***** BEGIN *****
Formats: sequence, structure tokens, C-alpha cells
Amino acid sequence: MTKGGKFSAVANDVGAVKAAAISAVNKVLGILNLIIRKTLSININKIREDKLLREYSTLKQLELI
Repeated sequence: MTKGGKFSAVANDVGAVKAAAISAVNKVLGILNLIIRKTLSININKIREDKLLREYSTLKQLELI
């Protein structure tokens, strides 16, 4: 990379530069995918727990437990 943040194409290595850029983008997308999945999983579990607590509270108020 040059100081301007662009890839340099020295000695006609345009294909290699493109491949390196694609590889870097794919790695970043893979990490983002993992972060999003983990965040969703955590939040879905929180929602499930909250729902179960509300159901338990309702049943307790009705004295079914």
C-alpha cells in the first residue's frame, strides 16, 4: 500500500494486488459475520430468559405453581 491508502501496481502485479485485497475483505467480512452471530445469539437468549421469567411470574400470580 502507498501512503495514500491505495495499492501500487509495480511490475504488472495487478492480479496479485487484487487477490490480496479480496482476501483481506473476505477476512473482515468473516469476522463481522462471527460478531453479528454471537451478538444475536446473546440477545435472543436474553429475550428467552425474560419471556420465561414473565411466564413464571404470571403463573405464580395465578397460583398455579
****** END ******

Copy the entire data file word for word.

Formats: sequence, structure tokens, C-alpha cells
Amino acid sequence: MTKGGKFSAVANDVGAVKAAAISAVNKVLGILNLIIRKTLSININKIREDKLLREYSTLKQLELI
Repeated sequence: MTKGGKFSAVANDVGAVKAAAISAVNKVLGILNLIIRKTLSININKIREDKLLREYSTLKQLELI
């Protein structure tokens, strides 16, 4: 990379530069995918727990437990 943040194409290595850029983008997308999945999983579990607590509270108020 040059100081301007662009890839340099020295000695006609345009294909290699493109491949390196694609590889870097794919790695970043893979990490983002993992972060999003983990965040969703955590939040879905929180929602499930909250729902179960509300159901338990309702049943307790009705004295079914």
C-alpha cells in the first residue's frame, strides 16, 4: 500500500494486488459475520430468559405453581 491508502501496481502485479485485497475483505467480512452471530445469539437468549421469567411470574400470580 502507498501512503495514500491505495495499492501500487509495480511490475504488472495487478492480479496479485487484487487477490490480496479480496482476501483481506473476505477476512473482515468473516469476522463481522462471527460478531453479528454471537451478538444475536446473546440477545435472543436474553429475550428467552425474560419471556420465561414473565411466564413464571404470571403463573405464580395465578397460583398455579